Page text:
A colleague asked “So Scott – tell me again what you do about emails you open with 1) PDFs and 2) links – that you want to read later, on the airplane?”
Here’s what I’ve been doing:
- If I’m on a web page that I want to read – just not now – I quickly archive it (using a bookmarklet) to Instapaper. Instapaper has both an iPhone and an iPad client as well as a browser interface I can use on my Mac – so I can go back and read the article anytime, anyplace. If I sync my iPhone/iPad Instapaper apps before getting on a plane, the articles are all stored in the Instapaper app on the device – so I can read even without network access. I use Instapaper ALOT for asynchronous reading of articles.
- If I’m on a web page that I want to remember – perhaps not an article to read but something else, then I bookmark the page using Pinboard (using another
bookmarklet) – see: http://pinboard.in/tour/. Pinboard provides me a chronological history of interesting pages that I might want to go back do. Has a lot of other features (tagging, etc) that I’m just beginning to learn how to use effectively.
- For PDF’s, I just download them to my Downloads directory and periodically go back and review what’s there. If it’s a PDF that I might want to be able to read on my iPhone/iPad, I may save to a Dropbox directory instead – so that I
can access it wherever I have a network connection. This works great when you’re bored at lunch, etc. – except when on a plane. For the plane, you have to remember to download the PDF into your device using Dropbox and to also mark it as a favorite so that it’s saved locally in the device.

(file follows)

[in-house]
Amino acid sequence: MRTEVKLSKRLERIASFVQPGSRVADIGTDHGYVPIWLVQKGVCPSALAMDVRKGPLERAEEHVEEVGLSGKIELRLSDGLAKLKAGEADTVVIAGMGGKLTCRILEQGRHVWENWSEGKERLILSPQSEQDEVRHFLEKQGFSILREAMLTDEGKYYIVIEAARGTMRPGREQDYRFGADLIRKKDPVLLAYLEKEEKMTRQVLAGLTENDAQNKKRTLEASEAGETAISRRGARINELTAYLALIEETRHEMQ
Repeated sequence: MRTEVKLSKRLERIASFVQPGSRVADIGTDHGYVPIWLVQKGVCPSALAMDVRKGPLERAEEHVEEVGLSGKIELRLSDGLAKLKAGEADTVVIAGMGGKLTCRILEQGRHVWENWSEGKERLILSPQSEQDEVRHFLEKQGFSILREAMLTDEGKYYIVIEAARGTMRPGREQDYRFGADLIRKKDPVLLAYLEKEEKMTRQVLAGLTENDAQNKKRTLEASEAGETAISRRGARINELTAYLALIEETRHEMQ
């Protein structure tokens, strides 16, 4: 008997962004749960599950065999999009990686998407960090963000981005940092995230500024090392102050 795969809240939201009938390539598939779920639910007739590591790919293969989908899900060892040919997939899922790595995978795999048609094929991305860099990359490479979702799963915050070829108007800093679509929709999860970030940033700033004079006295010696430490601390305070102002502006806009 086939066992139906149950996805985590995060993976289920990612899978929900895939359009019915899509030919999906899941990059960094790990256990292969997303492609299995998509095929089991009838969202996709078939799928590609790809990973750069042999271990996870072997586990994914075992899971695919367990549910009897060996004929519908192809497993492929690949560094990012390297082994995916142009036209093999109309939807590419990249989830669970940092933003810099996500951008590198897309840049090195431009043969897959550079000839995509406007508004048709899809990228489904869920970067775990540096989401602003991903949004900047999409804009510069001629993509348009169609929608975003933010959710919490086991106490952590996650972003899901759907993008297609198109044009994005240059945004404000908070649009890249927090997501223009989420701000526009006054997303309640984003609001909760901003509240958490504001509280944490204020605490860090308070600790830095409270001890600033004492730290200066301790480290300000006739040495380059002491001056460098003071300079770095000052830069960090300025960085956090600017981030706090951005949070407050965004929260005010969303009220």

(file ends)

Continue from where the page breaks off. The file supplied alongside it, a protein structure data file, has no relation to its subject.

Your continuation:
How about you? How are you managing your online life?
This afternoon I headed down to Adobe HQ in downtown San Jose to attend Trey Ratcliff’s talk in Adobe’s Distinguished Lecturer Series.
Trey’s the author of the very popular StuckinCustoms.com travel photography blog. A year ago, I really enjoyed photowalking with Trey at Stanford – we really had a great time and learned a lot – here’s the Flickr group pool from that Stanford shoot!
Trey’s talk today was wide ranging – moving beyond HDR photography into how our minds and eyes work, how we perceive, and what’s most important in terms of our artistic side.
Among my takeaways was Trey’s recommendation to shoot out in the field with a pair of headphones on tapped into some great music. He cited the benefits of disconnecting our visual experience from our auditory experience – using the music/headphones to make that isolation.
During the Q&A, Trey was asked how he deals with those in the environment (think security guards) who want to shut down photographers. His recommendation: watch Burn Notice – where Michael Weston works to solve problems. As he’s working on a shoot (e.g., Grand Central Station), he’s studying the environment carefully and assessing how he can capture the shots within that environment.
Great inspiration! Follow Trey on Twitter: @treyratcliff. My photo of Trey was shot using his 100 Cameras in 1 iPhone app.